Later today, fans will be able to tune in to the live premiere of Peter Jackson’s The Hobbit: An Unexpected Journey
courtesy of a streaming feed provided by Warner Bros. (and if you need a link to the page that contains that playback tool, click right here
Then, audiences in the United States will have to wait patiently until Dec. 14 to see Jackson’s film in theaters. And we’ll have numerous formats from which to choose: 2D, 3D, IMAX 3D and the groundbreaking 48 frames per second … which potentially could kick off a revolution at your neighborhood movie theater.
What exactly is 48 fps, though? And will you be able to see the difference?
In brief, 48 fps means more frames of film zip along in a given second than audiences are used to. For decades, film has been unspooling at 24 frames per second. The image in a 48 fps film reportedly is more realistic … but we’re not sure if that’s what an audience member wants to see on screen.
Richard Verrier of The L.A. Times
does an excellent job in today’s newspaper breaking down the process that goes into 48 fps – which is being embraced by such cutting-edge directors as Jackson and James Cameron. He speaks with theater owners who are testing out the footage to sample the imagery themselves (and ensure that it screens properly when The Hobbit
opens everywhere on Dec. 14).
According to the report, Warner Bros. plans to put a 48-fps version of The Hobbit in 450 screens (of the estimated 4,000 screens) on opening day, meaning it’s a small sample of theaters that will have Hobbit in the format Jackson likely would like you to sample it in. Yet, the Times says that advance ticket sales suggest that many of those theaters singled out for 48 fps are “generating more revenue per screen than regular 3-D theaters.”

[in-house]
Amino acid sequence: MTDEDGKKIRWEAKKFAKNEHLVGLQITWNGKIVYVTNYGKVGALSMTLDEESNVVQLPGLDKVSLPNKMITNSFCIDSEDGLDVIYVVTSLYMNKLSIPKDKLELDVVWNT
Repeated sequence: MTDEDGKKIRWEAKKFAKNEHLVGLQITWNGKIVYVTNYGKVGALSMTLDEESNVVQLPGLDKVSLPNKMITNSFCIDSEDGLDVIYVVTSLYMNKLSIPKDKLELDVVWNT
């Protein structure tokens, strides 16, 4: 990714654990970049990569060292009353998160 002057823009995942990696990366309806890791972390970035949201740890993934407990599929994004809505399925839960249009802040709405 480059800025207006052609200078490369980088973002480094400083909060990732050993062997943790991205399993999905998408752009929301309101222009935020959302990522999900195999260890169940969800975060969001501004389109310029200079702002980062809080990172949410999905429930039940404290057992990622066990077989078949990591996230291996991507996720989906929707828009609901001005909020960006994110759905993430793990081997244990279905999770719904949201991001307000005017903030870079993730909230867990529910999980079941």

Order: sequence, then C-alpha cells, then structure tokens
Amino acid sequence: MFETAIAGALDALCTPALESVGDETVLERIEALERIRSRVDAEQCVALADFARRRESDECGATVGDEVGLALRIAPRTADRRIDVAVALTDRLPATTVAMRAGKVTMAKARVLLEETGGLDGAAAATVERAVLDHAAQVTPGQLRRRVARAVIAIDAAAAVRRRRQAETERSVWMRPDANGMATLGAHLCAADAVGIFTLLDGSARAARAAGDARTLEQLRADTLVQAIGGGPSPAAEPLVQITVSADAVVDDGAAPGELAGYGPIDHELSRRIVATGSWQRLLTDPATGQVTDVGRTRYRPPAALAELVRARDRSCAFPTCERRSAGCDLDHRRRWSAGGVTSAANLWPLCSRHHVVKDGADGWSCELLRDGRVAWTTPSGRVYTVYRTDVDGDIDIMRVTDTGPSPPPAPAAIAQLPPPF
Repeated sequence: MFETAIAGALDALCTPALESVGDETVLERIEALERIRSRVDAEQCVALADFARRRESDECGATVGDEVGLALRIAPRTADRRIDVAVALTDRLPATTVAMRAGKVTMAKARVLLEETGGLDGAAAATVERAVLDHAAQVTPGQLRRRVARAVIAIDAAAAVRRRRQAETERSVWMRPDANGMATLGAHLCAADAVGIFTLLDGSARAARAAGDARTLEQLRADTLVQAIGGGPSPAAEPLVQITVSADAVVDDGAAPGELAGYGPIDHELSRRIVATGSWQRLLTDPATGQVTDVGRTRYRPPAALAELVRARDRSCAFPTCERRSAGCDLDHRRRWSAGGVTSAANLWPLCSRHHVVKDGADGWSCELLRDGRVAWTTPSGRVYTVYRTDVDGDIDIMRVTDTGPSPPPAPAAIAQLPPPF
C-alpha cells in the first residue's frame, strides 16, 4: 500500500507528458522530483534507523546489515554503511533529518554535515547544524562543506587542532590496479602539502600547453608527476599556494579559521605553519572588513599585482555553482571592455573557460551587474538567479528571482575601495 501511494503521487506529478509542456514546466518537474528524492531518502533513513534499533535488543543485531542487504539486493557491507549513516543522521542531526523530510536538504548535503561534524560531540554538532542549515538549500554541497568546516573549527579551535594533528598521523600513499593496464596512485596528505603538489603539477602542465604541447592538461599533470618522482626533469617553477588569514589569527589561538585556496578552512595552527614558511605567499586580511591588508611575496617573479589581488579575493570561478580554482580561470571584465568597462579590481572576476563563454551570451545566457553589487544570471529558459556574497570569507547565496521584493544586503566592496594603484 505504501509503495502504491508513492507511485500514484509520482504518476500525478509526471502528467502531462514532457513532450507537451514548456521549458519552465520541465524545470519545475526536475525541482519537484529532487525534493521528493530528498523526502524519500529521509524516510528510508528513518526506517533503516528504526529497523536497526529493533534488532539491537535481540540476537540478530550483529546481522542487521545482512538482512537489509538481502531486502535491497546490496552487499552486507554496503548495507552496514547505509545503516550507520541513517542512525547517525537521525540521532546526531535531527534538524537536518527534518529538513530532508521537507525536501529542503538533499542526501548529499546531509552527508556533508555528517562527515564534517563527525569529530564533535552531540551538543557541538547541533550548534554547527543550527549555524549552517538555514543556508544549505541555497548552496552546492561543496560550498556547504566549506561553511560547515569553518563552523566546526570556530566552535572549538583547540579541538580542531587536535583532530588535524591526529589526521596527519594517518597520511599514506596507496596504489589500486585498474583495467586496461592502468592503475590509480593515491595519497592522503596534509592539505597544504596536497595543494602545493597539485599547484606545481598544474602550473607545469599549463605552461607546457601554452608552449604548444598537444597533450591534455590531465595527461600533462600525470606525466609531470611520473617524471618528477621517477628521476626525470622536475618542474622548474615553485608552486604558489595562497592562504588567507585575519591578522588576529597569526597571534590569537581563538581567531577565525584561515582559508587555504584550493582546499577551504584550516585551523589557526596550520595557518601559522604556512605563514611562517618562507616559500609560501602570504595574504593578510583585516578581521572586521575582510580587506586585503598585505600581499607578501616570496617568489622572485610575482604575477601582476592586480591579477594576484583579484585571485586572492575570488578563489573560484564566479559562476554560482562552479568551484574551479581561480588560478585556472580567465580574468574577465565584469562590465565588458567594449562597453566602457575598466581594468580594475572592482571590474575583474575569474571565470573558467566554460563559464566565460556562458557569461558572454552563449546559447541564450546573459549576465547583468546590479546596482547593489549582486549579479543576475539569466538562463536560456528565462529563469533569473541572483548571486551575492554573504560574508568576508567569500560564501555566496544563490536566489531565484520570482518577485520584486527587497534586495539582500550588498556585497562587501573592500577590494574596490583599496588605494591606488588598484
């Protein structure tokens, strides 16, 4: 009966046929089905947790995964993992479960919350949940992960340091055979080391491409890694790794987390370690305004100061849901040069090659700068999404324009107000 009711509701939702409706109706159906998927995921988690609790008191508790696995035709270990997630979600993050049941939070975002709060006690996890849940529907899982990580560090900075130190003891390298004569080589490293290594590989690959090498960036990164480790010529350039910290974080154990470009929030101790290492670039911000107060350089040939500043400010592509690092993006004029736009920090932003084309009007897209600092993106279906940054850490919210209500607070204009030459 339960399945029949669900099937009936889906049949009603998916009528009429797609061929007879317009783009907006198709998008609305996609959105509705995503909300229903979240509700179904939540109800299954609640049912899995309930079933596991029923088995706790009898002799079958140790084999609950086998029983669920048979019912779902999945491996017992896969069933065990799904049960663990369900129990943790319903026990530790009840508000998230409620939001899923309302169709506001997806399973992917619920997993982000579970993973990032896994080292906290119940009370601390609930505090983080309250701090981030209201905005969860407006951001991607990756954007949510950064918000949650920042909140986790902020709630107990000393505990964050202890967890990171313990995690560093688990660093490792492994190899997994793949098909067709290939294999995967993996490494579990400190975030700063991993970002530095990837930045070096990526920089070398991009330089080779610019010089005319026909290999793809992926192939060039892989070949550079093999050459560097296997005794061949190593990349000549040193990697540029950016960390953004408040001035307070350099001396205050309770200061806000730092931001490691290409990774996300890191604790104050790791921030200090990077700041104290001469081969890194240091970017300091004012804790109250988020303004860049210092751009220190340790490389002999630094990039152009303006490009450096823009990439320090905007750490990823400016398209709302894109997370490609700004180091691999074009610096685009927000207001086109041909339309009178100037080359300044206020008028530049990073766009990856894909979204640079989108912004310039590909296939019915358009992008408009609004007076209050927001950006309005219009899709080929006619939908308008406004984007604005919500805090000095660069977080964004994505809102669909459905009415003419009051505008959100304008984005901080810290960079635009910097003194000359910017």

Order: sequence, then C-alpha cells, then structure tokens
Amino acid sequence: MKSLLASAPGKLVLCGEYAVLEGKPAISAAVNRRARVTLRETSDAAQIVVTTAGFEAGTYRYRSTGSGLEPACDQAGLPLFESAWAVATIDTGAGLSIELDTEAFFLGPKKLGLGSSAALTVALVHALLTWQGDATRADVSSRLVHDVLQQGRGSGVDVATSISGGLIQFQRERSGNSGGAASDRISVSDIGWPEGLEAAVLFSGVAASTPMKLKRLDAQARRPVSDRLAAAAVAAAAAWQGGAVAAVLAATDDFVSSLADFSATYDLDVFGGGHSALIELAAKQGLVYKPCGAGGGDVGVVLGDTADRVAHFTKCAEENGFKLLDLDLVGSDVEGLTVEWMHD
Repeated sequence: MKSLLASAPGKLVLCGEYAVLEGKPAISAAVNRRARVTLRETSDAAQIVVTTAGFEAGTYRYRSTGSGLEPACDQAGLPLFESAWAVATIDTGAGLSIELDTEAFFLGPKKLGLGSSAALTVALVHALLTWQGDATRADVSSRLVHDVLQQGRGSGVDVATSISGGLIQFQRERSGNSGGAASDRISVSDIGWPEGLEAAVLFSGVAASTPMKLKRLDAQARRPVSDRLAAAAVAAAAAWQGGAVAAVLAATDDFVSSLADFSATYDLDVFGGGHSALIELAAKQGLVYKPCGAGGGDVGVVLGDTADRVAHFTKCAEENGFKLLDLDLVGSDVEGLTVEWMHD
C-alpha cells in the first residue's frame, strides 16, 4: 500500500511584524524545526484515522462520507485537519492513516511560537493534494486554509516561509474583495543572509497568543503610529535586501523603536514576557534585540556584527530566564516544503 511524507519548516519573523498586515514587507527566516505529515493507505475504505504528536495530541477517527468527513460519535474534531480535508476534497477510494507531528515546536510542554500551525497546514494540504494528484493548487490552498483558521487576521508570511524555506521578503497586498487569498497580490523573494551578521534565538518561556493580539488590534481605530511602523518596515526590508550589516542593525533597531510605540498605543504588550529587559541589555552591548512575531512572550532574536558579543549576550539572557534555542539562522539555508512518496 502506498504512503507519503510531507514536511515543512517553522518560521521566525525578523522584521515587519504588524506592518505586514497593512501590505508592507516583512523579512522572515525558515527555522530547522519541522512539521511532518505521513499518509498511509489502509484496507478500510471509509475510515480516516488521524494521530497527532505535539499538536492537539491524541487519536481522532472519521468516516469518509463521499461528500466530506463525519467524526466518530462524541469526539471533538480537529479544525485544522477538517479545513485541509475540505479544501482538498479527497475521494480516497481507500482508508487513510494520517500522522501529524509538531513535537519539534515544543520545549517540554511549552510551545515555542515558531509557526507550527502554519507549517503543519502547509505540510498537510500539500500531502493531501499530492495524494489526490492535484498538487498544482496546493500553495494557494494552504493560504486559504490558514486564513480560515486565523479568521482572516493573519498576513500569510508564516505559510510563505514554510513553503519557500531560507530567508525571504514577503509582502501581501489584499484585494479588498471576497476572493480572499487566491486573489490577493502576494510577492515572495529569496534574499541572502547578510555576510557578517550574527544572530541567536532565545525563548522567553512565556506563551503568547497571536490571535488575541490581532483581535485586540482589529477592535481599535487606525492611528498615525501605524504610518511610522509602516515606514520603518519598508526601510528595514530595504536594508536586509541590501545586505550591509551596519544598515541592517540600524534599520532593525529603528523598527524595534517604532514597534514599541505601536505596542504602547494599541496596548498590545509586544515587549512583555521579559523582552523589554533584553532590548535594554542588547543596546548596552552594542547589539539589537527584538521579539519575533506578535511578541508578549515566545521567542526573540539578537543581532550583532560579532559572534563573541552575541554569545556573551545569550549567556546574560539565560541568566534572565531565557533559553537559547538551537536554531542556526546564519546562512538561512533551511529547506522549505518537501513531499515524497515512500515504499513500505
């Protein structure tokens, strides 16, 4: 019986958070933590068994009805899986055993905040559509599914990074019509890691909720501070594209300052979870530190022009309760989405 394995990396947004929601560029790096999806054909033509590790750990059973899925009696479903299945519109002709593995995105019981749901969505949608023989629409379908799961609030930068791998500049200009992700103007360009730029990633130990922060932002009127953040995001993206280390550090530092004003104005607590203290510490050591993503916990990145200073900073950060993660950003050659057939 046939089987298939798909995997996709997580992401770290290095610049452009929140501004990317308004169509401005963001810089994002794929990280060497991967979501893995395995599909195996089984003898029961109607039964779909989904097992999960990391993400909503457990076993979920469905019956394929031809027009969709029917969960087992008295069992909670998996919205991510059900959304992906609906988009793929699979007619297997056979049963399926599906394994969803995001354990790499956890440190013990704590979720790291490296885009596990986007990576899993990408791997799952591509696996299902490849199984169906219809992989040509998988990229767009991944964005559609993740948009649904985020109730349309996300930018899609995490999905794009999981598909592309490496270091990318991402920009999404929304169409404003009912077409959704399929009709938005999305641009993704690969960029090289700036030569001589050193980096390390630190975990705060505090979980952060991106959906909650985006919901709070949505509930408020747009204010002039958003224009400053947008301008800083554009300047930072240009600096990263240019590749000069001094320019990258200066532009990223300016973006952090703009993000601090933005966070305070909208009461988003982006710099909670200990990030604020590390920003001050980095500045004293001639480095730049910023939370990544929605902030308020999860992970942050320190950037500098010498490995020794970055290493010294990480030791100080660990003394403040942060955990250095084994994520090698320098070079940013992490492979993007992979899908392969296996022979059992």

“I'm a big believer in it,” said Tim Warner, chief executive of Cinemark USA Inc. “This is a much more immersive, sharp and engaging experience. It feels like you're right there.”
But will it work? We’ll be paying close attention to The Hobbit to see how audiences feel about the realistic 48 fps presentations. It might take some getting used to.
"We think it's interesting, but until we see how audiences react and what it means, it's really too hard to tell," said Bud Mayo, CEO of Digital Cinema Destinations Corp. in New Jersey.
"The first time I saw it I was a little disoriented," said Patrick Lee, vice president of digital cinema for Barco North America. "It's sharper, it's clearer and it's a better picture, but it will take time for mass audiences to get on board."
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